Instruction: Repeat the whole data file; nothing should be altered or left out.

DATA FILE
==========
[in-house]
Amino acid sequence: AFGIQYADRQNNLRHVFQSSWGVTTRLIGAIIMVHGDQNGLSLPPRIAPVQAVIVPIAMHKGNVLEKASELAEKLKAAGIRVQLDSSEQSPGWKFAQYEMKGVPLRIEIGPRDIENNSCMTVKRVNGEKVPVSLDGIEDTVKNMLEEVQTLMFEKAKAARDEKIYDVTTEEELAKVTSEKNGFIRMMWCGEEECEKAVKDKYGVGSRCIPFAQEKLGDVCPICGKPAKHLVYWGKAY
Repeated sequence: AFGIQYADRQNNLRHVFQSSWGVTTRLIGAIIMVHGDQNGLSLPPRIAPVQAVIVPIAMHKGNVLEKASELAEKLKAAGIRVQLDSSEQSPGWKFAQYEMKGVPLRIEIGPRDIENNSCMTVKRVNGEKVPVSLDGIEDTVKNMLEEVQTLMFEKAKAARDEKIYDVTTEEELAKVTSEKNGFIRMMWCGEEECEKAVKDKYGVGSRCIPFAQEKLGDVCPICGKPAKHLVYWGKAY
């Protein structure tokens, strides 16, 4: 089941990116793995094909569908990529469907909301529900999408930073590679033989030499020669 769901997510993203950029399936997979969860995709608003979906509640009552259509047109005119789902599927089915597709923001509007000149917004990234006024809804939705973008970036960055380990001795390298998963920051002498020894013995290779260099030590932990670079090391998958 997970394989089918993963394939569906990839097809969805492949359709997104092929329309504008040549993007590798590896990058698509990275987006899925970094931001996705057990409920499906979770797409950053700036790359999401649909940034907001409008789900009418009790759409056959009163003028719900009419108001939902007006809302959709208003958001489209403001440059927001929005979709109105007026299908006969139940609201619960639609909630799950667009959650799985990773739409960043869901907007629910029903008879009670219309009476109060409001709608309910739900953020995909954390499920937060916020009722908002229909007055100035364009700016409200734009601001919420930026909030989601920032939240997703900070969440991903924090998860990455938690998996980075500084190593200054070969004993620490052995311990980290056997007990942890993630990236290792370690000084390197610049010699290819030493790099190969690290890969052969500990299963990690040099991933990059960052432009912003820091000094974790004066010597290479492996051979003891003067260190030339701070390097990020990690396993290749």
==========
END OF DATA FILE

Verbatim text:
[in-house]
Amino acid sequence: AFGIQYADRQNNLRHVFQSSWGVTTRLIGAIIMVHGDQNGLSLPPRIAPVQAVIVPIAMHKGNVLEKASELAEKLKAAGIRVQLDSSEQSPGWKFAQYEMKGVPLRIEIGPRDIENNSCMTVKRVNGEKVPVSLDGIEDTVKNMLEEVQTLMFEKAKAARDEKIYDVTTEEELAKVTSEKNGFIRMMWCGEEECEKAVKDKYGVGSRCIPFAQEKLGDVCPICGKPAKHLVYWGKAY
Repeated sequence: AFGIQYADRQNNLRHVFQSSWGVTTRLIGAIIMVHGDQNGLSLPPRIAPVQAVIVPIAMHKGNVLEKASELAEKLKAAGIRVQLDSSEQSPGWKFAQYEMKGVPLRIEIGPRDIENNSCMTVKRVNGEKVPVSLDGIEDTVKNMLEEVQTLMFEKAKAARDEKIYDVTTEEELAKVTSEKNGFIRMMWCGEEECEKAVKDKYGVGSRCIPFAQEKLGDVCPICGKPAKHLVYWGKAY
């Protein structure tokens, strides 16, 4: 089941990116793995094909569908990529469907909301529900999408930073590679033989030499020669 769901997510993203950029399936997979969860995709608003979906509640009552259509047109005119789902599927089915597709923001509007000149917004990234006024809804939705973008970036960055380990001795390298998963920051002498020894013995290779260099030590932990670079090391998958 997970394989089918993963394939569906990839097809969805492949359709997104092929329309504008040549993007590798590896990058698509990275987006899925970094931001996705057990409920499906979770797409950053700036790359999401649909940034907001409008789900009418009790759409056959009163003028719900009419108001939902007006809302959709208003958001489209403001440059927001929005979709109105007026299908006969139940609201619960639609909630799950667009959650799985990773739409960043869901907007629910029903008879009670219309009476109060409001709608309910739900953020995909954390499920937060916020009722908002229909007055100035364009700016409200734009601001919420930026909030989601920032939240997703900070969440991903924090998860990455938690998996980075500084190593200054070969004993620490052995311990980290056997007990942890993630990236290792370690000084390197610049010699290819030493790099190969690290890969052969500990299963990690040099991933990059960052432009912003820091000094974790004066010597290479492996051979003891003067260190030339701070390097990020990690396993290749």